In line with the European Commission’s shift to a legislative approach to AI, a regulation has been proposed which harmonises rules on artificial intelligence across the European Union. The proposed law intends to maintain control over the rapid development of these new technologies, whilst allowing innovation and optimising operations at the same time. 

It is expected for the proposed regulation to be adopted by the end of the year 2023.  

A human-centric approach has been taken by the Commission, to ensure that trust in the AI system is maintained, as well as compliance with the law and respect for fundamental human rights. This is aimed at encouraging the uptake of the benefits of AI, while mitigating its risks and facilitating the creation of a single market of AI applications to avoid market fragmentation. 


What will the AI Act apply to? 

The proposed regulation shall be applicable to any provider who; within the EU or outside the EU, established an AI system which provides service or has been placed on the market. User of AI systems themselves are also subject to this law, upon its adoption. In cases where, although the provider or user of the AI system are not located within the EU, the output generated by the system is to be utilised within the EU, then the proposed legislation shall also be applicable to such a system.  

A wide definition of AI has been chosen, aimed at encompassing present and future technologies, with emphasis placed on key-functional characteristics of the system. A list of techniques and approaches utilised in the development of the AI system will be continuously updated by the Commission through delegated legislation, to ensure that new technologies fall within the scope of the act.  


How will the AI Act work? 

AI systems shall be classified under four main categories under the AI Act. These are: 

  1. Unacceptable risk systems 
  2. High risk systems 
  3. Limited risk systems 
  4. Low and minimal risk systems 

A risk-based approach has been adopted through the proposed legislation. The level of obligations which the provider or user must adhere to is therefore based on the level of risk incurred by the AI system in question.  

Unacceptable risk systems will be prohibited entirely. High risk systems shall be further divided and obligations will be imposed on the system accordingly. The obligations which limited risk systems will be expected to adhere to mainly pertain to transparency. Low and minimal risk systems will only be encouraged to abide by a code of ethics which would eventually be published by the European Commission, but no obligation shall be imposed.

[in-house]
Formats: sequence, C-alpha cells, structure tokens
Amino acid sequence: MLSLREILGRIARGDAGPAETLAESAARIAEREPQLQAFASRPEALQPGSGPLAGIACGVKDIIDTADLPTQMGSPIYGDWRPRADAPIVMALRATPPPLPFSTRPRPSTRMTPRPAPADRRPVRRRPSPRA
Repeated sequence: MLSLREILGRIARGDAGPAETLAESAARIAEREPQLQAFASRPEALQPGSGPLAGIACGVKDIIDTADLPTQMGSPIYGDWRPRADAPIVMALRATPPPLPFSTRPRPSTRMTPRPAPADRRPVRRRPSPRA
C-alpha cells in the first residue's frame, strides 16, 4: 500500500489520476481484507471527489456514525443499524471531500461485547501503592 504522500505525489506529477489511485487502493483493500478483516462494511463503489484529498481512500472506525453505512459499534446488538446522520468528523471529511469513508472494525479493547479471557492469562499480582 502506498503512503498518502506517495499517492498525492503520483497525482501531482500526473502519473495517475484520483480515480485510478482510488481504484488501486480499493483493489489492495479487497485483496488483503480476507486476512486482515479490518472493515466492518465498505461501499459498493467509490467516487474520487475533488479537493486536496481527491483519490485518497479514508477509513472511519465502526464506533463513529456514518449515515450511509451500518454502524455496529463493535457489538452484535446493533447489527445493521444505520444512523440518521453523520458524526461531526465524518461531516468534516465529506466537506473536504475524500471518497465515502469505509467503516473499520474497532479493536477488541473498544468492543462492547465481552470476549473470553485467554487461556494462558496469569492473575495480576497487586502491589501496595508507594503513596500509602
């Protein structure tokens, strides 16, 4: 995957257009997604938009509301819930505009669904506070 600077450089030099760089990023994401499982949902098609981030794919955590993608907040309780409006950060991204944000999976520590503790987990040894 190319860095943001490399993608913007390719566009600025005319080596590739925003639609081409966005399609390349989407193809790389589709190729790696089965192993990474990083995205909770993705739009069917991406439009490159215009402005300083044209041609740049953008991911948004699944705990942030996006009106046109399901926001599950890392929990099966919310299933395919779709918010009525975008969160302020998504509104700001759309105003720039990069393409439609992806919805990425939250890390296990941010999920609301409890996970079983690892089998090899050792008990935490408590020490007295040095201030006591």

The obligations imposed on high-risk systems are the most significant, and include: 

  • A risk-management system 
  • Technical documentation 
  • Conformity assessment is to be carried out prior to its placing on the market or be put into service 
  • Registration obligations 
  • Corrective action is taken if the system is not in line with requirements of the risk management system 


How will the AI Act be enforced? 

National supervisory authorities will be responsible for the enforcement of the AI Act. The European Commission has therefore proposed the creation of a European Artificial Intelligence Board (EAIB), whose role it shall be to coordinate between national supervisory authorities and the European Commission in respect of the issues arises from the regulation.  

The board should also provide guidance both to national supervisory authorities and the commission, whilst ensuring consistent application of the regulation. The EAIB is to be composed of the national supervisory authorities, represented by the head or a high-level official, together with the European Data Protection Supervisor, and will be chaired by the Commission. 


What will be the impact of the AI Act on your business? 

The AI Act will impose obligations on all providers and users of AI systems, applicable both in the development stage of the system, as well as during its operation or while it is on the market. It shall be enforceable across all EU Member States, and some AI systems which are located outside the EU, may also be under the scope of the act, if their output is intended to be utilised within the EU. 

In this light, businesses must also consider the EU’s AI Liability directive, which shall be adopted together with the AI Act. The directive seeks to address the inadequacies in establishing liability stemming from an AI system throughout Member States, by creating a link between the damage caused by the AI system and the fault of the user or provider of the AI system. 


Take action today 

If you’re seeking guidance on how to align your AI strategy with the AI Act, or if you require assistance with compliance, feel free to reach out to Grant Thronton. Together, we can embrace the responsible use of AI in Europe, promoting innovation, safeguarding rights, and shaping a brighter future for AI technology. 

We encourage you to watch this space for further information about the scope of the Artificial Intelligence Act as well as how it can impact your business.